August 12, 2013; New York Times


In a reminder that people do not always want a tax break for their contributions, and that many small businesses play critical roles in the social fabric of communities, independent bookstores have been trying out crowdfunding to make it through some of the rough spots caused by the profound changes in the industry. Will the practice stick? Are we watching a more permanent change occur?

When Adobe Books in San Francisco’s Mission District faced a devastating rent increase it nearly went under before it raised $60,000 on The Spellbound Children’s Bookshop in Asheville, North Carolina raised $5,000 to move its location, and Books of Wonder in Manhattan raised more than $50,000 to cover losses experienced during the recession. Peter Glassman, the owner of Books of Wonder, said that his thirty-year-old business was in need of help, so he thought he would ask for aid. “I thought, given the financial strains we’re under at the moment, perhaps this is the way to prevent us from getting into a really desperate situation,” Mr. Glassman said. “You never tell people your problems. The worst you say is, ‘Business is a little tight.’”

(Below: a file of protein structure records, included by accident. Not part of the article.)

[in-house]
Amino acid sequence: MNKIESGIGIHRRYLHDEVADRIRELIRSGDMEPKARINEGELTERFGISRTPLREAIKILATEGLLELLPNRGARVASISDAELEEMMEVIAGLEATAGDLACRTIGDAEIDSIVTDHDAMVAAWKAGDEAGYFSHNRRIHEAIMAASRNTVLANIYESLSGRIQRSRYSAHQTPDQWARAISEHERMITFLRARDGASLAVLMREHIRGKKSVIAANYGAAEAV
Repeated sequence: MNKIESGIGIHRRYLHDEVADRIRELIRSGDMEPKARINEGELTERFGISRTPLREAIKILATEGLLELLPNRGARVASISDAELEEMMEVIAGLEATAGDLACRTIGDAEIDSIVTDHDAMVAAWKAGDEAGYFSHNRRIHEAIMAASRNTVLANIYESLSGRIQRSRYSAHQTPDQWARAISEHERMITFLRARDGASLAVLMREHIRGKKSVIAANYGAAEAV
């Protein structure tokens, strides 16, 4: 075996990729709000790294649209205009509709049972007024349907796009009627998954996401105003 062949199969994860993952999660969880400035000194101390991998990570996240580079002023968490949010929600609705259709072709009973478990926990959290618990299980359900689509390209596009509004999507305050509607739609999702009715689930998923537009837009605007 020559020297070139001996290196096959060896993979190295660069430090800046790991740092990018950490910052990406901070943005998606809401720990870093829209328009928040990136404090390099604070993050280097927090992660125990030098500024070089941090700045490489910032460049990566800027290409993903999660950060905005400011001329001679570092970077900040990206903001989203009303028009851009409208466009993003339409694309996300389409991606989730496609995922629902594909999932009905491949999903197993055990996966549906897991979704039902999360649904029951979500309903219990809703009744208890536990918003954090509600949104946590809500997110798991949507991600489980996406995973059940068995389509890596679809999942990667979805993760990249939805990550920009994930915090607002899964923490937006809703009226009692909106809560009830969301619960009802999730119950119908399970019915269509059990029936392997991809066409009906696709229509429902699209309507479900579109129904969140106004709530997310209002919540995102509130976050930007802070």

Price wars between Internet retailers have resulted in steep discounts for books bought and sold online and electronic books have eroded still more sales, but the owners of independent bookstores believe that their customers are attached to them and are willing to pay for the community and ambience of the local bookshop.

“I think it’s an indication of the emotional connection that many customers have with their bookstores,” said Daniel Goldin, the owner of the Boswell Book Company in Milwaukee. “Every customer who buys a book at an independent could do it in a different way, a cheaper way. A lot of customers position us in their head like the nonprofits they support, like a humane society or a park.”

The practice is not just being used as a last ditch strategy by what some might see as “failing” enterprises. Some bookstores are crowdfunding not because they are suffering at their current scale, but because they want to expand. BookCourt of Brooklyn recently launched a campaign to help pay for a new store in the Catskills.

Zack Zook, the events and development director for the store, said, “There’s something that feels really neutral about throwing a hundred bucks in a pot…People like to be affiliated with a mission. And with any independent bookstore, it’s almost like a nonprofit—there’s really no money to play with.”

NPQ believes that there is a change afoot in the economy that might eventually lead us back to community based production and retail but possibly on a more loosely networked basis but what do we know?—Ruth McCambridge